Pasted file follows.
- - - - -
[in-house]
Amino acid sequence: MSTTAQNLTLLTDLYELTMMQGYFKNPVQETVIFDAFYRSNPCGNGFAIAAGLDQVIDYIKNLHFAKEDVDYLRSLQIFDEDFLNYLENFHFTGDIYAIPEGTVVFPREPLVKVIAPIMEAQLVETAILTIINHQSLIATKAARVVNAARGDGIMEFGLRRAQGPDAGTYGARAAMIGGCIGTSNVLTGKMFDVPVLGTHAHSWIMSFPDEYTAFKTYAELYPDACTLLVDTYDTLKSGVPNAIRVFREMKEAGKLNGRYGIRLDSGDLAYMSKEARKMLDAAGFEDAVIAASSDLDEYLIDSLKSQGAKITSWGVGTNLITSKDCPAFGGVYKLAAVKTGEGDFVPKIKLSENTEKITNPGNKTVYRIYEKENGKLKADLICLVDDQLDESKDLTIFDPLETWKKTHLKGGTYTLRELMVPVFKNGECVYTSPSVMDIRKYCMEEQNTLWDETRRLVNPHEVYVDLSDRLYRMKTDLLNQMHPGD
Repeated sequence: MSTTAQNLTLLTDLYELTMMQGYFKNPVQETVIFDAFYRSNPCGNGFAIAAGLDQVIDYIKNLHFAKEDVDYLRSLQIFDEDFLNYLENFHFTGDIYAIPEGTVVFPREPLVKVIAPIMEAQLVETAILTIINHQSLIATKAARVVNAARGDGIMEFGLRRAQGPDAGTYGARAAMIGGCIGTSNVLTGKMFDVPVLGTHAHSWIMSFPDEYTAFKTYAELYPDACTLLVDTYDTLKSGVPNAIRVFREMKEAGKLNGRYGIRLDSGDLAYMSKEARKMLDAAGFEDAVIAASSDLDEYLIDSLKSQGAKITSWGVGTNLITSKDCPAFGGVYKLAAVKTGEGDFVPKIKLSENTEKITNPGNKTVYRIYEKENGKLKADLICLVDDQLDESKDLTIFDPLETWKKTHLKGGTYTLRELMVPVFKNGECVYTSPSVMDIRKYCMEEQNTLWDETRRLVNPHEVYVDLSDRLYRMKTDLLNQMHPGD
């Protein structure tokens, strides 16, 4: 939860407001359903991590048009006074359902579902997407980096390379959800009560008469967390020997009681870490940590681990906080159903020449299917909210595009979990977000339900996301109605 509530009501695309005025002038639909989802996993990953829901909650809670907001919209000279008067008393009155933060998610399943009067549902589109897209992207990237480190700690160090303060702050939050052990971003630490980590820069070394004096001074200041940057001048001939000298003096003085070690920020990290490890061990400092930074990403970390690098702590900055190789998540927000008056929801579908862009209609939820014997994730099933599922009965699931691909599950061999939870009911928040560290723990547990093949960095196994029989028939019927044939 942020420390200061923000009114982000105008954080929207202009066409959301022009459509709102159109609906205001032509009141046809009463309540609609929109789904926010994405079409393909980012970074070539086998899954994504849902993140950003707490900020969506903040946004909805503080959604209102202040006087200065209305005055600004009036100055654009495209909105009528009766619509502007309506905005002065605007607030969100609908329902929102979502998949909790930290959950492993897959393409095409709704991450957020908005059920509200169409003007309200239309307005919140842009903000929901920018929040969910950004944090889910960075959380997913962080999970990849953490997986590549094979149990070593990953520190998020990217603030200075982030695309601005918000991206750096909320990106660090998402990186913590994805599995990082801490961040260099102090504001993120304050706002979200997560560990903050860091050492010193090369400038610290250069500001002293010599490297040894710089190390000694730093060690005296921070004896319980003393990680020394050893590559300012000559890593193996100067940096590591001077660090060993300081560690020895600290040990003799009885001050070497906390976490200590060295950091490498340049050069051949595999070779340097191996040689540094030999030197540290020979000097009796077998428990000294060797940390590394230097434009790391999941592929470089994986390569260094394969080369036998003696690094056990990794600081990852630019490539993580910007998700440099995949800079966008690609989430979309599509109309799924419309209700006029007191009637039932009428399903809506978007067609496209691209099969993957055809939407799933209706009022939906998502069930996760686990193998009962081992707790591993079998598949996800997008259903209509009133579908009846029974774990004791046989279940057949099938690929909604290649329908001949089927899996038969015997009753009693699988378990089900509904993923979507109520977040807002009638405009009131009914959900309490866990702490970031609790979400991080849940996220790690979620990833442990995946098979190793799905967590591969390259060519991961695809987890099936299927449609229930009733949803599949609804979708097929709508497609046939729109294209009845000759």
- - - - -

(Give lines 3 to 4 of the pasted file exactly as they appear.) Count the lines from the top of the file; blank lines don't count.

Repeated sequence: MSTTAQNLTLLTDLYELTMMQGYFKNPVQETVIFDAFYRSNPCGNGFAIAAGLDQVIDYIKNLHFAKEDVDYLRSLQIFDEDFLNYLENFHFTGDIYAIPEGTVVFPREPLVKVIAPIMEAQLVETAILTIINHQSLIATKAARVVNAARGDGIMEFGLRRAQGPDAGTYGARAAMIGGCIGTSNVLTGKMFDVPVLGTHAHSWIMSFPDEYTAFKTYAELYPDACTLLVDTYDTLKSGVPNAIRVFREMKEAGKLNGRYGIRLDSGDLAYMSKEARKMLDAAGFEDAVIAASSDLDEYLIDSLKSQGAKITSWGVGTNLITSKDCPAFGGVYKLAAVKTGEGDFVPKIKLSENTEKITNPGNKTVYRIYEKENGKLKADLICLVDDQLDESKDLTIFDPLETWKKTHLKGGTYTLRELMVPVFKNGECVYTSPSVMDIRKYCMEEQNTLWDETRRLVNPHEVYVDLSDRLYRMKTDLLNQMHPGD
């Protein structure tokens, strides 16, 4: 939860407001359903991590048009006074359902579902997407980096390379959800009560008469967390020997009681870490940590681990906080159903020449299917909210595009979990977000339900996301109605 509530009501695309005025002038639909989802996993990953829901909650809670907001919209000279008067008393009155933060998610399943009067549902589109897209992207990237480190700690160090303060702050939050052990971003630490980590820069070394004096001074200041940057001048001939000298003096003085070690920020990290490890061990400092930074990403970390690098702590900055190789998540927000008056929801579908862009209609939820014997994730099933599922009965699931691909599950061999939870009911928040560290723990547990093949960095196994029989028939019927044939 942020420390200061923000009114982000105008954080929207202009066409959301022009459509709102159109609906205001032509009141046809009463309540609609929109789904926010994405079409393909980012970074070539086998899954994504849902993140950003707490900020969506903040946004909805503080959604209102202040006087200065209305005055600004009036100055654009495209909105009528009766619509502007309506905005002065605007607030969100609908329902929102979502998949909790930290959950492993897959393409095409709704991450957020908005059920509200169409003007309200239309307005919140842009903000929901920018929040969910950004944090889910960075959380997913962080999970990849953490997986590549094979149990070593990953520190998020990217603030200075982030695309601005918000991206750096909320990106660090998402990186913590994805599995990082801490961040260099102090504001993120304050706002979200997560560990903050860091050492010193090369400038610290250069500001002293010599490297040894710089190390000694730093060690005296921070004896319980003393990680020394050893590559300012000559890593193996100067940096590591001077660090060993300081560690020895600290040990003799009885001050070497906390976490200590060295950091490498340049050069051949595999070779340097191996040689540094030999030197540290020979000097009796077998428990000294060797940390590394230097434009790391999941592929470089994986390569260094394969080369036998003696690094056990990794600081990852630019490539993580910007998700440099995949800079966008690609989430979309599509109309799924419309209700006029007191009637039932009428399903809506978007067609496209691209099969993957055809939407799933209706009022939906998502069930996760686990193998009962081992707790591993079998598949996800997008259903209509009133579908009846029974774990004791046989279940057949099938690929909604290649329908001949089927899996038969015997009753009693699988378990089900509904993923979507109520977040807002009638405009009131009914959900309490866990702490970031609790979400991080849940996220790690979620990833442990995946098979190793799905967590591969390259060519991961695809987890099936299927449609229930009733949803599949609804979708097929709508497609046939729109294209009845000759």